Why Didn’t Radio Host Ask Bill Cosby the Important Questions?
Late last week Bill Cosby made a rare media appearance, talking with host Scott Spears of WWGH radio in Marion, OH.
The Marion Star recapped the interview, pointing out that Cosby was asked, and answered, questions about returning to comedy, education, teaching and the Olympics.
Spears, however, failed to mention anything surrounding allegations, legal issues and the overturned decision that freed Cosby from Prison in June.
“I don’t think he would’ve answered those questions because of the lawsuits,” Spears said via USA Today. “If I would’ve asked, it would’ve gone nowhere, at this point, because of the lawsuits.”
It was clarified that Cosby’s lawyers advised him not to discuss the legal battles, therefore Spears didn’t use any of his 15 minutes bringing it up.
WWGH is listed under a ‘community radio’ format.
Tony Cartagena is a former contributor to Barrett News Media. He has previously served as a Digital Content Manager for Audacy Minneapolis, a reporter and producer for ESPN Cleveland, Director of Content for ESPN Madison, and a producer for ‘Wilde & Tausch’. You can reach him on Twitter @TonyCartagena or by email at TonyJCartagena@gmail.com.
Bob Pittman: iHeartMedia Won’t Be Shutting Down Broadcast Stations
“90% of Americans listen to iHeart broadcast radio stations every month. To put that in context, the biggest TV network reaches less than 40% of Americans and the big streaming music services reach less than 30%.”
Very few large broadcasting corporations adopted digital platforms as quickly as iHeartMedia did. iHeartRadio is one of the most popular platforms for streaming content from a variety off stations. Bob Pittman says that does not mean the company does not see plenty of value in traditional broadcast radio.
Lydia Moynihan of The New York Post spoke with the iHeartMedia CEO Friday morning. She asked Pittman if he could foresee a day when the company would be done with terrestrial radio and focus solely on digital products.
“To the contrary – the strength and foundation of our company is our broadcast radio stations,” Pittman responded. “90% of Americans listen to iHeart broadcast radio stations every month. To put that in context, the biggest TV network reaches less than 40% of Americans and the big streaming music services reach less than 30%.”
He added that any success that the company has seen with podcasting or streaming is clearly linked to the success of the its radio stations. He said that is true for its live events too.
“We use that massive and unique reach of our broadcast radio to build complementary products like the iHeartRadio digital service and our major events like the iHeartRadio Music Festival, the iHeartRadio Music Awards and the iHeartRadio Jingle Ball Tour, and it’s why we’re the #1 podcast publisher by a lot. It all starts with using the trusted voices on our broadcast radio stations and creating demand – and with our unparalleled reach we have quite an advantage over the other audio players, regardless of their cash war chests.”
Buffalo, Chicago, Milwaukee Top Markets for AM Radio
“The study shows thirteen markets that have at least 40% of listeners using AM radio. Ten of them are in the Midwest.”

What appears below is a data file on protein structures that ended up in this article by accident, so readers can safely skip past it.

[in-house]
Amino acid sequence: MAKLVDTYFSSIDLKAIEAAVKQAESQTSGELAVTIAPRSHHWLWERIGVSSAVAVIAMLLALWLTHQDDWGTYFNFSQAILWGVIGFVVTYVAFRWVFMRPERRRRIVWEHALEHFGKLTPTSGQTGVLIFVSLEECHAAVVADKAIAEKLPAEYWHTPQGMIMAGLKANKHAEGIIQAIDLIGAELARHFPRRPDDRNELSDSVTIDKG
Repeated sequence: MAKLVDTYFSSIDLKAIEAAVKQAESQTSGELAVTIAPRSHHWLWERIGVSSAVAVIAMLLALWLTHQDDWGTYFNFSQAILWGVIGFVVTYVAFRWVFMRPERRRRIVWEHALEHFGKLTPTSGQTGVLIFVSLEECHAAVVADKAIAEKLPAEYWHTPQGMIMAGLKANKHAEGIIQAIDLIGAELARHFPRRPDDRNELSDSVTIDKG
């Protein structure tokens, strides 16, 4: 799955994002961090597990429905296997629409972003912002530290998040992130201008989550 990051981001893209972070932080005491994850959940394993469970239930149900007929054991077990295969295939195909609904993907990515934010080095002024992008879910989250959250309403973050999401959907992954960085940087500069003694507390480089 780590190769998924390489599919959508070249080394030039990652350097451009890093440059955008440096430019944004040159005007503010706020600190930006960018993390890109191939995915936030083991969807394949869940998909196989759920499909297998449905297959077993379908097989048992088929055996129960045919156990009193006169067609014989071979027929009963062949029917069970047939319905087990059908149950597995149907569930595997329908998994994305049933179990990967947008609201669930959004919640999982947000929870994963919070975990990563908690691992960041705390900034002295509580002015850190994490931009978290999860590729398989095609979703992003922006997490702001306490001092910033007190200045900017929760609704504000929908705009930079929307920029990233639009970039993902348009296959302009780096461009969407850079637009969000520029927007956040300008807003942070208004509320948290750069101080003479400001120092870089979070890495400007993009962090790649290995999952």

Nielsen has looked at information from the 2022 fall book to determine where AM radio is the most popular. The company released a list Thursday of 141 markets where at least 20% of radio listeners tune to AM radio in a given month. Cities in the Great Lakes region are all at the top of the list.
In Buffalo, 56% of radio listeners use the AM band in a month. The market’s most-listened to stations are both AM stations owned by Audacy – news/talk WBEN and sports talker WGR. Neither has an FM simulcast.
There is a tie for second place. 48% of listeners in Chicago utilize AM. Popular news stations WGN and WLS are both only available on AM as is the market’s heritage sports talk brand, 670 The Score. Milwaukee is the other market with 48% of listeners using AM radio.
AM radio remains very popular in the Midwest. The study shows thirteen markets that have at least 40% of listeners using AM radio. Ten of them are in the Midwest.
Last month, Nielsen used numbers from the 2022 Fall book to show that across the country, more than 82 million people rely on AM radio during a month. That is a third of all terrestrial radio listeners.
A hearing on Sen. Ed Markey’s AM For Every Vehicle Act is scheduled for Wednesday on Capitol Hill.
Fox News Radio Reportedly Facing Cutbacks
“Freelance shifts still exist on the network and current freelancers have been offered other opportunities over the weekend. Staff employees were not impacted.”
According to All Access, Fox News Radio is tightening the belt a bit. Job cuts and staff reassignments are on the way.
Most of the effected positions are filled by freelancers. Reporters and fill-in hosts could be effected.
“Fox News Audio has reduced the number of freelance shifts and adjusted its workflow on weekends,” a source told Perry Michael Simon. “Freelance shifts still exist on the network and current freelancers have been offered other opportunities over the weekend. Staff employees were not impacted.”
One full-time staffer has confirmed that he is out. News anchor Kerin McCue had been with Fox News Radio since 2012. He told All Access that he will exit some time this month. The report does not say if that is the result of these cutbacks or McCue’s own decision.
The network does have a lower-cost plan for the weekend. Some repurposed content from SiriusXM’s Fox News Headlines 24/7 will fill newscast slots.